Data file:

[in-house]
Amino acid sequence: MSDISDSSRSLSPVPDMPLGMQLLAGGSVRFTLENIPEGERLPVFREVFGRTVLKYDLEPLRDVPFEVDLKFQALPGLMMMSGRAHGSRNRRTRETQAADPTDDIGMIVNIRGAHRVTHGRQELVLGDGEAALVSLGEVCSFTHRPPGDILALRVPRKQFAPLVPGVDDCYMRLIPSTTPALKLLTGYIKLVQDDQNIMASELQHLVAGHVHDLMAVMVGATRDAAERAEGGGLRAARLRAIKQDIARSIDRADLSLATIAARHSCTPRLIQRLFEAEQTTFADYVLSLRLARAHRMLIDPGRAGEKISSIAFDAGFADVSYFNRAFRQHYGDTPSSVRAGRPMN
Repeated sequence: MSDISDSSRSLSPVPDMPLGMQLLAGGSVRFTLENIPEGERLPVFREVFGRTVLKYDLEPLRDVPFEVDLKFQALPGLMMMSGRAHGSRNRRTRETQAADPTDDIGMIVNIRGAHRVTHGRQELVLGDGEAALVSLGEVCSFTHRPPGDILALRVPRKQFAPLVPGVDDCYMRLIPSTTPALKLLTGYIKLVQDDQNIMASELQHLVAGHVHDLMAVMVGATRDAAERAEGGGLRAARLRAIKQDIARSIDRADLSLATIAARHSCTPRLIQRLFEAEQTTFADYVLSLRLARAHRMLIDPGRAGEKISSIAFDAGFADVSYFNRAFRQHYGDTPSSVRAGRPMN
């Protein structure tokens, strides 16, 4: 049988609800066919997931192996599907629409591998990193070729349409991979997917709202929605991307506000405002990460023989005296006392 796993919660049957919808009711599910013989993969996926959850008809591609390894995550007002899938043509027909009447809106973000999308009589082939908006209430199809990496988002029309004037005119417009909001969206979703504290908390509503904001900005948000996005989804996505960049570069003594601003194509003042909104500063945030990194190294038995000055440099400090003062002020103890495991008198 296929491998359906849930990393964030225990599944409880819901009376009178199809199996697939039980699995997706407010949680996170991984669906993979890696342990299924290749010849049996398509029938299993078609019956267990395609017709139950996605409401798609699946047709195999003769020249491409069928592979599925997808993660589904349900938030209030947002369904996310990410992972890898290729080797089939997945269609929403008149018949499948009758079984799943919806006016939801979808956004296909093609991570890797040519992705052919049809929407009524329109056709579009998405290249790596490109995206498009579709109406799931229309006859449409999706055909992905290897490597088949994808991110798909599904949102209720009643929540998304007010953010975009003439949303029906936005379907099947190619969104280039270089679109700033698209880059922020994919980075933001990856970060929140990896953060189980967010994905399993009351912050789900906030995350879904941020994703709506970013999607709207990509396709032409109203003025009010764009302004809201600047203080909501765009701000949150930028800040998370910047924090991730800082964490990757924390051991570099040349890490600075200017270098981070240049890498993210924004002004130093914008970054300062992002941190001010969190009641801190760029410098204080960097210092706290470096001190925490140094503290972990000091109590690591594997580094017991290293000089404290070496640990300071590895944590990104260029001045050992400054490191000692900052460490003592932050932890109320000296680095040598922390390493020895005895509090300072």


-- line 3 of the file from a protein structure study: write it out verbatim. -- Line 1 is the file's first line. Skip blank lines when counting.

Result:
Repeated sequence: MSDISDSSRSLSPVPDMPLGMQLLAGGSVRFTLENIPEGERLPVFREVFGRTVLKYDLEPLRDVPFEVDLKFQALPGLMMMSGRAHGSRNRRTRETQAADPTDDIGMIVNIRGAHRVTHGRQELVLGDGEAALVSLGEVCSFTHRPPGDILALRVPRKQFAPLVPGVDDCYMRLIPSTTPALKLLTGYIKLVQDDQNIMASELQHLVAGHVHDLMAVMVGATRDAAERAEGGGLRAARLRAIKQDIARSIDRADLSLATIAARHSCTPRLIQRLFEAEQTTFADYVLSLRLARAHRMLIDPGRAGEKISSIAFDAGFADVSYFNRAFRQHYGDTPSSVRAGRPMN